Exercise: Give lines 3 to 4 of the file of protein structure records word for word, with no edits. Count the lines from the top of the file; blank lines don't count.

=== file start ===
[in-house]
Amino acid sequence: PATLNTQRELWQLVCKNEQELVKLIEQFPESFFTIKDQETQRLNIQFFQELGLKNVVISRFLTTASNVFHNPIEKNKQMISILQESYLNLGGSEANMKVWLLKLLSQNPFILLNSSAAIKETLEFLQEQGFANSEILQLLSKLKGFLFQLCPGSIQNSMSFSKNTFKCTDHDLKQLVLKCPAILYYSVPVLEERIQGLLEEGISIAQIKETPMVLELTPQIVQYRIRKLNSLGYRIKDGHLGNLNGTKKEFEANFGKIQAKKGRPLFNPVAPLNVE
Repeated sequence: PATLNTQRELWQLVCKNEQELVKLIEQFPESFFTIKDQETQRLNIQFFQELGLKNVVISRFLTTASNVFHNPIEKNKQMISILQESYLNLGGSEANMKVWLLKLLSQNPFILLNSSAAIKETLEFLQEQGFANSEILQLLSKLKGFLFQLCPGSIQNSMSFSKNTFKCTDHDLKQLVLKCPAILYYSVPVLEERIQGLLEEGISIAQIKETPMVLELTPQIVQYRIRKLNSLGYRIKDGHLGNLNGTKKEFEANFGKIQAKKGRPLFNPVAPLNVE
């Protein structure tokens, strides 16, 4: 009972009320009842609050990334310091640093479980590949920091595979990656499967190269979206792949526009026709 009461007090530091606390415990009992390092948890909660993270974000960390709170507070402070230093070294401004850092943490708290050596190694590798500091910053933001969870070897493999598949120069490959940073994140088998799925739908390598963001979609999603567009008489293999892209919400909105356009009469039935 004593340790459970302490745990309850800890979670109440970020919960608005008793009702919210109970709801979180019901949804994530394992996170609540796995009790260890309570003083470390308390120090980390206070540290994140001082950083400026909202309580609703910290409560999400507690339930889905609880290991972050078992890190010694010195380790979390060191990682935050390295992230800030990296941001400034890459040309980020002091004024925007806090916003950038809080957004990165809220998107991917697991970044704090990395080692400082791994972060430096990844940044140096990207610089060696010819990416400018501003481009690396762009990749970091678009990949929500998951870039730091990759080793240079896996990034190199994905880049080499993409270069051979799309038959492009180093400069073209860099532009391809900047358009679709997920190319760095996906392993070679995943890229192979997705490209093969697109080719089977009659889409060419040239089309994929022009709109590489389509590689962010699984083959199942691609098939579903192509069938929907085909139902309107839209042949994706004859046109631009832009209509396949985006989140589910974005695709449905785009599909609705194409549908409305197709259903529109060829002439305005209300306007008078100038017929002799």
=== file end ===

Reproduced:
Repeated sequence: PATLNTQRELWQLVCKNEQELVKLIEQFPESFFTIKDQETQRLNIQFFQELGLKNVVISRFLTTASNVFHNPIEKNKQMISILQESYLNLGGSEANMKVWLLKLLSQNPFILLNSSAAIKETLEFLQEQGFANSEILQLLSKLKGFLFQLCPGSIQNSMSFSKNTFKCTDHDLKQLVLKCPAILYYSVPVLEERIQGLLEEGISIAQIKETPMVLELTPQIVQYRIRKLNSLGYRIKDGHLGNLNGTKKEFEANFGKIQAKKGRPLFNPVAPLNVE
């Protein structure tokens, strides 16, 4: 009972009320009842609050990334310091640093479980590949920091595979990656499967190269979206792949526009026709 009461007090530091606390415990009992390092948890909660993270974000960390709170507070402070230093070294401004850092943490708290050596190694590798500091910053933001969870070897493999598949120069490959940073994140088998799925739908390598963001979609999603567009008489293999892209919400909105356009009469039935 004593340790459970302490745990309850800890979670109440970020919960608005008793009702919210109970709801979180019901949804994530394992996170609540796995009790260890309570003083470390308390120090980390206070540290994140001082950083400026909202309580609703910290409560999400507690339930889905609880290991972050078992890190010694010195380790979390060191990682935050390295992230800030990296941001400034890459040309980020002091004024925007806090916003950038809080957004990165809220998107991917697991970044704090990395080692400082791994972060430096990844940044140096990207610089060696010819990416400018501003481009690396762009990749970091678009990949929500998951870039730091990759080793240079896996990034190199994905880049080499993409270069051979799309038959492009180093400069073209860099532009391809900047358009679709997920190319760095996906392993070679995943890229192979997705490209093969697109080719089977009659889409060419040239089309994929022009709109590489389509590689962010699984083959199942691609098939579903192509069938929907085909139902309107839209042949994706004859046109631009832009209509396949985006989140589910974005695709449905785009599909609705194409549908409305197709259903529109060829002439305005209300306007008078100038017929002799």